Jonathan Katz has written a well-regarded book on the 2010 earthquake in Haiti and the relief efforts that followed. It's titled, "The Big Truck That Went By: How the World Came to Save Haiti and Left Behind a Disaster." Katz was then an Associated Press reporter and was the only full-time American correspondent in Haiti. Katz now lives in Durham. He will sign copies of his book Wednesday at 7:30 p.m. at Quail Ridge Books in Raleigh. Via email, I recently asked him a few questions.
Q: Why did you write "The Big Truck That Went By"?
A: In may ways it was an extension of the work I was doing as a correspondent in Haiti. There was a much more profound story going on than the one we were able to tell in news stories, from the day of the quake itself, through the misbegotten relief effort, and the political turmoil and massive cholera epidemic that ended the year. What happened over the course of about twelve months in Haiti was simply extraordinary, and a story that has implications for people all over the world. A complete work of narrative nonfiction seemed like the best way to give the necessary context, blast through our pre-conceived notions, and bring that story to bear.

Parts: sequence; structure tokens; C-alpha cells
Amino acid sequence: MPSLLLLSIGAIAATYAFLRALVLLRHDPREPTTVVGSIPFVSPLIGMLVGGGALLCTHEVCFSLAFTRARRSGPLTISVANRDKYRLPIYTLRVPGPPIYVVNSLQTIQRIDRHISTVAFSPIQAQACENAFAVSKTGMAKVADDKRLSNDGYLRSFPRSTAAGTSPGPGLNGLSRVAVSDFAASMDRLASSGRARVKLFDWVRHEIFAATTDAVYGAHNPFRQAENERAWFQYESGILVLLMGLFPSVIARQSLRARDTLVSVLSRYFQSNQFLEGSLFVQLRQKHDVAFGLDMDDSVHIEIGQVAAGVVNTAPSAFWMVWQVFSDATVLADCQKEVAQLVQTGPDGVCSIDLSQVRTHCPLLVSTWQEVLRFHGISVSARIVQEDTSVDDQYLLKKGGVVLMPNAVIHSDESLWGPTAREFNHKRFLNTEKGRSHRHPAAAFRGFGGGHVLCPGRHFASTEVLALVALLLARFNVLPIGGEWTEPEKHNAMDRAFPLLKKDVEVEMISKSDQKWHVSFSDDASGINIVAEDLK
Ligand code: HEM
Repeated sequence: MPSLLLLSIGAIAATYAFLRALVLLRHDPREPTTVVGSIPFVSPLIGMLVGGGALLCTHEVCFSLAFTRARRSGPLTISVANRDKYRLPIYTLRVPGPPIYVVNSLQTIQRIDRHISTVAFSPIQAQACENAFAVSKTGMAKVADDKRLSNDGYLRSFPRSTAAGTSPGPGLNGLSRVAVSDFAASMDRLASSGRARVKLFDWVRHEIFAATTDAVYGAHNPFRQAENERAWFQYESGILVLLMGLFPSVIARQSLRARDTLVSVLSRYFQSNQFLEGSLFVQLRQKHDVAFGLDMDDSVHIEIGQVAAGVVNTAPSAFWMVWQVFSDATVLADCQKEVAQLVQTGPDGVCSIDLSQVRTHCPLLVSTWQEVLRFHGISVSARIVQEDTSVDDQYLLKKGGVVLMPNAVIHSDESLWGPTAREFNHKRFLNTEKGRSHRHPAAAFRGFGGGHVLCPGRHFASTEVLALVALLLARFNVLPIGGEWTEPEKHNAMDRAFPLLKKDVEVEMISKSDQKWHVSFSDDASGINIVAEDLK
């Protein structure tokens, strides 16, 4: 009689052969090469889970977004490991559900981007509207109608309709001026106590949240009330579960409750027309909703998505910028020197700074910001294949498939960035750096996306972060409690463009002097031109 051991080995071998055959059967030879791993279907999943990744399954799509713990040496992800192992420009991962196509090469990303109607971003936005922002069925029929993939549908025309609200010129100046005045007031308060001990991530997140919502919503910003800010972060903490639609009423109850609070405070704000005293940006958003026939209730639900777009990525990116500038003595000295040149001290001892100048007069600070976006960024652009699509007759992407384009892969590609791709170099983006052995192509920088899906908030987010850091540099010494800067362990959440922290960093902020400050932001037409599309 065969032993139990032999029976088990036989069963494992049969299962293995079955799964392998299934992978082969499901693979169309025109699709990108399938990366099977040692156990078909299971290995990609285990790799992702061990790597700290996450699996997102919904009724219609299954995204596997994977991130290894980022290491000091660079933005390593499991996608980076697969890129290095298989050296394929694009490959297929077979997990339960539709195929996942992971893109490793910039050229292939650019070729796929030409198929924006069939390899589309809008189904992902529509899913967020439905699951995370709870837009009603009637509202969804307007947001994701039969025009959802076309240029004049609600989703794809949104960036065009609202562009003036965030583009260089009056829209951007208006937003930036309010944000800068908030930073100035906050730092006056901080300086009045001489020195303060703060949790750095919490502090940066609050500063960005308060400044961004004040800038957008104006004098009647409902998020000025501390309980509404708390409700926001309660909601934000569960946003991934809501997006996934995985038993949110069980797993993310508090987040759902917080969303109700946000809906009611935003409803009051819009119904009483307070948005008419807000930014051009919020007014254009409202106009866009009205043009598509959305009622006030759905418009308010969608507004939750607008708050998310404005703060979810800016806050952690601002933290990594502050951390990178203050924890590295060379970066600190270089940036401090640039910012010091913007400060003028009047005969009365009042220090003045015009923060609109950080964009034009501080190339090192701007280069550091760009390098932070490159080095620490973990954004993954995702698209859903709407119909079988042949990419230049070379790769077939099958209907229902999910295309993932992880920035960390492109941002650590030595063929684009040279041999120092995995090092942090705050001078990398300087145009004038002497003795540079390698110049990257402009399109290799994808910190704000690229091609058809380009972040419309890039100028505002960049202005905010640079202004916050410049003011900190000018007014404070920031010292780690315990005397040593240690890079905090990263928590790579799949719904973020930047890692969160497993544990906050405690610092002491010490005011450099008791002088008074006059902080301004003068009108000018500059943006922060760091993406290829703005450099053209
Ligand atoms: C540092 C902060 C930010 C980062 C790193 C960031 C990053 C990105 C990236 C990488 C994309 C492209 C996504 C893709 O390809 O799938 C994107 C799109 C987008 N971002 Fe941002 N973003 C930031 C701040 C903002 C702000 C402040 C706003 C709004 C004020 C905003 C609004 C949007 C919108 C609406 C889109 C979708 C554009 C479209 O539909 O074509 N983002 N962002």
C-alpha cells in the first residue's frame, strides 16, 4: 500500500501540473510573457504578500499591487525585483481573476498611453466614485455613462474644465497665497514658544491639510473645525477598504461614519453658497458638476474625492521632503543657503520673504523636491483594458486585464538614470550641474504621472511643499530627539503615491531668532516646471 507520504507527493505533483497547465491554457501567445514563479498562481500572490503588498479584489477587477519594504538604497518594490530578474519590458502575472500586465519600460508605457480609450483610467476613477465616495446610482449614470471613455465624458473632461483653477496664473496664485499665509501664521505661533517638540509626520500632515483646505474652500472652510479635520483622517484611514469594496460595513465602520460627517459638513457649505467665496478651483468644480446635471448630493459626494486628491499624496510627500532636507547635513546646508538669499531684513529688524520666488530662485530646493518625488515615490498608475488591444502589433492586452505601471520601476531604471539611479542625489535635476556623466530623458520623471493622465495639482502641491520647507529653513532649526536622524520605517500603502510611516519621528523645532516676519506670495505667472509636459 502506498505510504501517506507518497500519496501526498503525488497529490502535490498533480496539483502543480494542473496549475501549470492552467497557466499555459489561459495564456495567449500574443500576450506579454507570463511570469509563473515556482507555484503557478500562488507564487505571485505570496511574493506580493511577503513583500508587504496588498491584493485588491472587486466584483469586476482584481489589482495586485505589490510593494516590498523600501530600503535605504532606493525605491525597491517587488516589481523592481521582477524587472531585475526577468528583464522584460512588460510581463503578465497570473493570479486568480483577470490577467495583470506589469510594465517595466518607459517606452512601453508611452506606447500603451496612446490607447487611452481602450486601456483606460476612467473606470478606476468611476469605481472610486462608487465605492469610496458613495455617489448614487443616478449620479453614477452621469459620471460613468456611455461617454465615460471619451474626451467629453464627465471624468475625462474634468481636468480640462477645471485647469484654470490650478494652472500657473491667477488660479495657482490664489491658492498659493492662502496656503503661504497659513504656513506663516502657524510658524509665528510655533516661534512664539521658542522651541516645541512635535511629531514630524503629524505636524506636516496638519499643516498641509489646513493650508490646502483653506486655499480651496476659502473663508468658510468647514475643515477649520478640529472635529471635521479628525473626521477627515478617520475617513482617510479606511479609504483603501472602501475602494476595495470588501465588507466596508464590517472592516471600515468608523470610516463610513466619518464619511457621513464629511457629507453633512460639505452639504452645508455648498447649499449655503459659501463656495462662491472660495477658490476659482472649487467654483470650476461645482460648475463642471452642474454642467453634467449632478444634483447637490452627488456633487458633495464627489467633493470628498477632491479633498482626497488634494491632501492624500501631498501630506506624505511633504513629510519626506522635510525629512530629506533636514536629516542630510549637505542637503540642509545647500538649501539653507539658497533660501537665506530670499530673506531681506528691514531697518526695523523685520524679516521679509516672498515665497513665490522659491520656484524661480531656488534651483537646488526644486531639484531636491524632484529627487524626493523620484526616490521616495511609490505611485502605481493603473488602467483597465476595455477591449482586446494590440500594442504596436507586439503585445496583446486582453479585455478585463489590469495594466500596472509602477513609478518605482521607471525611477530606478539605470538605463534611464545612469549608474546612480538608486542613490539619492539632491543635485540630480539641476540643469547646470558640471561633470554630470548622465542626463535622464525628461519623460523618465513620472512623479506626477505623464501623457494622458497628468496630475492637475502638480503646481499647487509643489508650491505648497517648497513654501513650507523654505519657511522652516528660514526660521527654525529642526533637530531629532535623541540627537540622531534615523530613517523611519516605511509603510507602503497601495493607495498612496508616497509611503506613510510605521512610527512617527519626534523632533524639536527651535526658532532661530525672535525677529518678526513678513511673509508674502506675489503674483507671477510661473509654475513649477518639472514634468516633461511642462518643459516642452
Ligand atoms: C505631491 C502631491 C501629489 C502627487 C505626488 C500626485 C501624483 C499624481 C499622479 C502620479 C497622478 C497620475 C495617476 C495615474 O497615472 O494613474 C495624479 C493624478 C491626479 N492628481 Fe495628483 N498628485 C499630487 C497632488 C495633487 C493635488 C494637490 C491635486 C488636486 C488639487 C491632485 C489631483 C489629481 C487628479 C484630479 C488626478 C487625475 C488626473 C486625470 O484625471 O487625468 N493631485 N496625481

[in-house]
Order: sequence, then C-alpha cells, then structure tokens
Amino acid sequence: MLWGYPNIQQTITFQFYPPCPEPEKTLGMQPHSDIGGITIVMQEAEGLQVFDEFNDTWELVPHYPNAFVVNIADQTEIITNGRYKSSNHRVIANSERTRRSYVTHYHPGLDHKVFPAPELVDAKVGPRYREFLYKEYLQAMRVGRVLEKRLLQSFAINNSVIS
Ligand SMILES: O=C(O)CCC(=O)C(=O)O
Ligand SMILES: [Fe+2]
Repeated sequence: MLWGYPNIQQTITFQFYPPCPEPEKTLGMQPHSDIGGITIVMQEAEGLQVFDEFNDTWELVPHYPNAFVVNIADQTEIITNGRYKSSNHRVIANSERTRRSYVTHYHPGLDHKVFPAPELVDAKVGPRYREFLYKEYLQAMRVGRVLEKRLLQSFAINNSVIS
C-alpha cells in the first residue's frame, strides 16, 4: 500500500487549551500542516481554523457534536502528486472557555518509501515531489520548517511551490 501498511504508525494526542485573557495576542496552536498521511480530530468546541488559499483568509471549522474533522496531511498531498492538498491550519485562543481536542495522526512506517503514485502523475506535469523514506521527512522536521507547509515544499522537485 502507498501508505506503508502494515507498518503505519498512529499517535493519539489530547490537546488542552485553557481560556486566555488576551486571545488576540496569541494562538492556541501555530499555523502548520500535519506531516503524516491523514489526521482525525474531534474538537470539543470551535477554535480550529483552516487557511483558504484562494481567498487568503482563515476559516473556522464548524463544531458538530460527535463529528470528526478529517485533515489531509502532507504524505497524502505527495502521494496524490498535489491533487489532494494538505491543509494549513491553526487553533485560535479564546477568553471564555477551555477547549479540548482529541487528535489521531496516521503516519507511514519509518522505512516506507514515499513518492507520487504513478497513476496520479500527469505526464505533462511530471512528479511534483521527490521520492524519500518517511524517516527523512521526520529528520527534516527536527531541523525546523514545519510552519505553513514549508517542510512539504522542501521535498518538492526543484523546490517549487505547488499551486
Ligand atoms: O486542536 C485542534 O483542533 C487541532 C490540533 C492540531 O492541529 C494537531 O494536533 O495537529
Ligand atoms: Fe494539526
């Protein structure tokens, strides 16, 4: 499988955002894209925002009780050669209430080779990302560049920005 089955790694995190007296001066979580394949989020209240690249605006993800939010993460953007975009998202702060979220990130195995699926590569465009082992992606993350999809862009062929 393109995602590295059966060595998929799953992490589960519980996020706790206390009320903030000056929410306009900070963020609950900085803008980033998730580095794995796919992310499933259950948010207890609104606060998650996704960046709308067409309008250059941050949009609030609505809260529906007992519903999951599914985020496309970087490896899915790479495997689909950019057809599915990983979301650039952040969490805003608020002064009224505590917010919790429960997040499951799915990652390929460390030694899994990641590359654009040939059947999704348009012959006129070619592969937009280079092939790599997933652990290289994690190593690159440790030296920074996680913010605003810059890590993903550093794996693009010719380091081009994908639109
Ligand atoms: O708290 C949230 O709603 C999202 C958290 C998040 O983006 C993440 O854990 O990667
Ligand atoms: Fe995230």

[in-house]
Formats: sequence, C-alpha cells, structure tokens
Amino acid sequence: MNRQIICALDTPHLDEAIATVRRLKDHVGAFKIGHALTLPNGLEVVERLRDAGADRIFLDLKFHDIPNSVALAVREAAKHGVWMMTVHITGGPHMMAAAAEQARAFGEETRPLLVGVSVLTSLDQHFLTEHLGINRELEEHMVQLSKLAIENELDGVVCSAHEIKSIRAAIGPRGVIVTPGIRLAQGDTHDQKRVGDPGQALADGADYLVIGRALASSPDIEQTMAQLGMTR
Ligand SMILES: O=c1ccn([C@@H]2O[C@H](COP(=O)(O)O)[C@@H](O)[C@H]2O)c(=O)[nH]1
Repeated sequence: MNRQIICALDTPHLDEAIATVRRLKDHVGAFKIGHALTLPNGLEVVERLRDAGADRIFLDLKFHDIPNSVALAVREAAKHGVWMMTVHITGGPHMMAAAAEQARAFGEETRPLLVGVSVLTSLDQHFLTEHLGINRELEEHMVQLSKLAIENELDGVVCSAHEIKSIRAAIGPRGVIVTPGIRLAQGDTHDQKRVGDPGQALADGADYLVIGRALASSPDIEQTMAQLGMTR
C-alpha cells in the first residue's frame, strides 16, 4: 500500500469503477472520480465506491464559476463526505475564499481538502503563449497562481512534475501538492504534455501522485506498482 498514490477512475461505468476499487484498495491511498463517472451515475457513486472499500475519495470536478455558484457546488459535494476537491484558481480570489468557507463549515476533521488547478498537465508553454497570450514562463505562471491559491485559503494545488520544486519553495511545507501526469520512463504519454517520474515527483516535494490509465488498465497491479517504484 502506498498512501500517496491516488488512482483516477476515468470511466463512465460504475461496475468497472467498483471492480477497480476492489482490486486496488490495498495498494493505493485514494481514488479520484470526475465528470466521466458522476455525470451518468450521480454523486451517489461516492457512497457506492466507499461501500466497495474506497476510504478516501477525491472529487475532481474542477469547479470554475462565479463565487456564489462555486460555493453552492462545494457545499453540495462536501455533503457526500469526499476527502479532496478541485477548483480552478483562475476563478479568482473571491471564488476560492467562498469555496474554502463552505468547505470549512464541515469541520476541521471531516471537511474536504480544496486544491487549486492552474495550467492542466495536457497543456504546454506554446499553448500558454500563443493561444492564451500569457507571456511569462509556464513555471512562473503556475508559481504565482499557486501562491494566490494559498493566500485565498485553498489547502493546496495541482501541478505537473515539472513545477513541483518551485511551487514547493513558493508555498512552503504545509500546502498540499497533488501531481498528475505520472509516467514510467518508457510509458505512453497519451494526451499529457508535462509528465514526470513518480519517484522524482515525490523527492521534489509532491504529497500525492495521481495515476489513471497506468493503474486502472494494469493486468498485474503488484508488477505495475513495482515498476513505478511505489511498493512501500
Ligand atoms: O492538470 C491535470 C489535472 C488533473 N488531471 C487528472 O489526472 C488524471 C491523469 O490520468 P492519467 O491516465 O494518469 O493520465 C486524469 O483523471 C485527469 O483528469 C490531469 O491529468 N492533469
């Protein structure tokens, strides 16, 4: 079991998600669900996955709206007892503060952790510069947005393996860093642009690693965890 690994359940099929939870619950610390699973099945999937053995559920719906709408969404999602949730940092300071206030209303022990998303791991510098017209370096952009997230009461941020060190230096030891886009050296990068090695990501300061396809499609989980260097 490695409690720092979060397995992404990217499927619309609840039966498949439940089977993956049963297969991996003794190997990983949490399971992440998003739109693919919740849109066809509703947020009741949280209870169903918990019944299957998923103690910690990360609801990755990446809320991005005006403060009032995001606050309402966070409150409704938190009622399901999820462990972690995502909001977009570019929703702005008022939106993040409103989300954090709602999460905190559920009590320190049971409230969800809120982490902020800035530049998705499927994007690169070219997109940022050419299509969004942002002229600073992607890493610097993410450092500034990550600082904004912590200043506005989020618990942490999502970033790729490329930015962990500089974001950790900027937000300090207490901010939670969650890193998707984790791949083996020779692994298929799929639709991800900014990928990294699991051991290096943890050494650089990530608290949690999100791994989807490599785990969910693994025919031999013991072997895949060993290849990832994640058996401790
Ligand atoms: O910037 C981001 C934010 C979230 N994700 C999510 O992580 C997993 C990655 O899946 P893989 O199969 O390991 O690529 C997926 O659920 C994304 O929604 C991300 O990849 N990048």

Q: For those who want to help (individuals, countries or groups, including those that are faith-based), what does it take to make a difference in Haiti?
A: Making a difference is easy. Improving lives over the long term is what's hard. In some ways it comes down to humility: knowing the limits (and costs) of our power, the ill effects of so many efforts in the past, and being willing to step back and listen to people about what they want and need in their own lives. That requires a lot of direct engagement, a lot of patience, and a lot of creativity. Any aid effort must begin with the principle of "first do no harm," and have as its ultimate goal its own irrelevance. Haiti, as anywhere, needs strong, durable institutions that are accountable to its own people. If your work is helping to build, and not undermine, those institutions, and is leaving behind something durable that will last long after your organization is gone, you're probably on the right track.
Q: How did you come to live in Durham?
A: As I mention at the end of The Big Truck, I ended up leaving Haiti to move in with my girlfriend, Claire Payton, in Brooklyn. Well, after the book was written, Claire, now my fiancée, transferred to Duke to complete her history PhD at the university's terrific Haiti Lab. I came with her. So here I am!